A cluster is a single machine.  It should run a single set of network 
services.  Pure compute nodes of the cluster need not duplicate services.  
So you should start with no daemons (and no configuration files) rather 
than stripping down and turning off (and writing bunches of ad hoc 
configuration file generation scripts).

> Things like
> ipchains or ipfilters tend to be "expensive" overhead on all TCP/UDP
> connections, and overhead in parallel computations is anathema.

A different topic.  It's one we can't win.  The structure for ipchains and 
ipfilters costs no matter what you do.  Disabling them doesn't 
revert the code to the simple, fast case.  It just makes it impossible to 
use the feature.  It's much the same as passing all output through
  "| grep -v $emptyvar | ..."
You can make it semantically do nothing by not actually having matching 
rules, but you still have the overhead.

> So I agree, I agree -- thin is good, thin is good.  Just avoid needless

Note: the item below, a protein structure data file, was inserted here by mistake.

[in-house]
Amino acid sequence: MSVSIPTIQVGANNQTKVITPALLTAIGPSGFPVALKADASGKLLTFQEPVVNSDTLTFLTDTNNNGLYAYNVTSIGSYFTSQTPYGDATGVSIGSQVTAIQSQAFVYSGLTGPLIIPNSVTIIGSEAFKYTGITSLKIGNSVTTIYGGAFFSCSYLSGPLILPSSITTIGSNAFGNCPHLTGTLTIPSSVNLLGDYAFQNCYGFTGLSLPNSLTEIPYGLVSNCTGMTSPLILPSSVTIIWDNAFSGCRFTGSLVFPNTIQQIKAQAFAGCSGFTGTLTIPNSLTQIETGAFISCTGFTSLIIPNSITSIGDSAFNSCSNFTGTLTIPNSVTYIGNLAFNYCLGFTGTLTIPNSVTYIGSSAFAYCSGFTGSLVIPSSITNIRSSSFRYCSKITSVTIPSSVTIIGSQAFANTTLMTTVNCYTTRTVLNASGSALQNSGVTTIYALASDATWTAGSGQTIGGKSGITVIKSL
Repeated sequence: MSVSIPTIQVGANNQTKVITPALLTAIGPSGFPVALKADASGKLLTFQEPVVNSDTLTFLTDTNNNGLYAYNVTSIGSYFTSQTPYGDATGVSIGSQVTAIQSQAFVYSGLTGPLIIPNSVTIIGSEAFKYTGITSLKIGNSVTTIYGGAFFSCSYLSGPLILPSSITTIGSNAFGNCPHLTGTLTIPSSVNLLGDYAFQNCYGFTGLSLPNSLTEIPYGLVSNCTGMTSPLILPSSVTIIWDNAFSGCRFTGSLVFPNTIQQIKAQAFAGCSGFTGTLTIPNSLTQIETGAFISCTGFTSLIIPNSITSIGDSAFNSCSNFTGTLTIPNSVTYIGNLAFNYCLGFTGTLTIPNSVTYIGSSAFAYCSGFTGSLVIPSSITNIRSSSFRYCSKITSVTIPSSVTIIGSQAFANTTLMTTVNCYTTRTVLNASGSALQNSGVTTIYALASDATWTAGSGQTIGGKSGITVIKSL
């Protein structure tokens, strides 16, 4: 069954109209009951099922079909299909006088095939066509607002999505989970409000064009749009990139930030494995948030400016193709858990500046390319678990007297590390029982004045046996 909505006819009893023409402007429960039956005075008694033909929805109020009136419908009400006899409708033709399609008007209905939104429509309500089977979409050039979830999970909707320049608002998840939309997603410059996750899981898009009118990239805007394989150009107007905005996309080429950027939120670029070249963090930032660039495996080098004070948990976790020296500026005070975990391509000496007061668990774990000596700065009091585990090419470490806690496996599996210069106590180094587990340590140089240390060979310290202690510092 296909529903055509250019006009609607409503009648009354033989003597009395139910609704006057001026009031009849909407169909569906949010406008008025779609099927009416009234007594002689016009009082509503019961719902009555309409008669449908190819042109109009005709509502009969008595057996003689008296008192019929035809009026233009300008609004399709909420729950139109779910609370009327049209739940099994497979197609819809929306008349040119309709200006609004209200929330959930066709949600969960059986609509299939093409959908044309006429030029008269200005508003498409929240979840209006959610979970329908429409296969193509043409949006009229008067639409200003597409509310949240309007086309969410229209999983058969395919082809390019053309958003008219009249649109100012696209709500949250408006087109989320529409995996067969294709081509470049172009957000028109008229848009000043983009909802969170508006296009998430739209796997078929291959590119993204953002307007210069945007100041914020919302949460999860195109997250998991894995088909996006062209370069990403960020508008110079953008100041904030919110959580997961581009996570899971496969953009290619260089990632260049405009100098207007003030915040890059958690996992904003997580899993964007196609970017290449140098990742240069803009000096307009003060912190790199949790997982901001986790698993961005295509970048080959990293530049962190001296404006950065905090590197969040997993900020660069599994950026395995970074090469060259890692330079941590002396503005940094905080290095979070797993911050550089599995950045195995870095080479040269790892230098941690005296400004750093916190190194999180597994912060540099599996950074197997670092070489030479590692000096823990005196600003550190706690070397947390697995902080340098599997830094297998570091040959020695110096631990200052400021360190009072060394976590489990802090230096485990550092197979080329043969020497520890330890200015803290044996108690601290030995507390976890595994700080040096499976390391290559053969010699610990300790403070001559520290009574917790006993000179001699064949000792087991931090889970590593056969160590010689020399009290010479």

> anorexia in the name of being thin -- thin to the point where it saps
> your nodes' strength.

You've got the wrong perspective: you don't build a thin compute node from 
a fat body.  You develop a system that dynamically provisions only the 
needed elements for the applications actually run.  That takes more than a 
single mechanism to do correctly, but you end up with a design that has 
many advantages.  (Sub-second provisioning, automatic update consistency, 
no version skew, high security, simplicity...)

-- 
Donald Becker				becker at scyld.com
Scyld Software	 			Scyld Beowulf cluster systems
914 Bay Ridge Road, Suite 220		www.scyld.com
Annapolis MD 21403			410-990-9993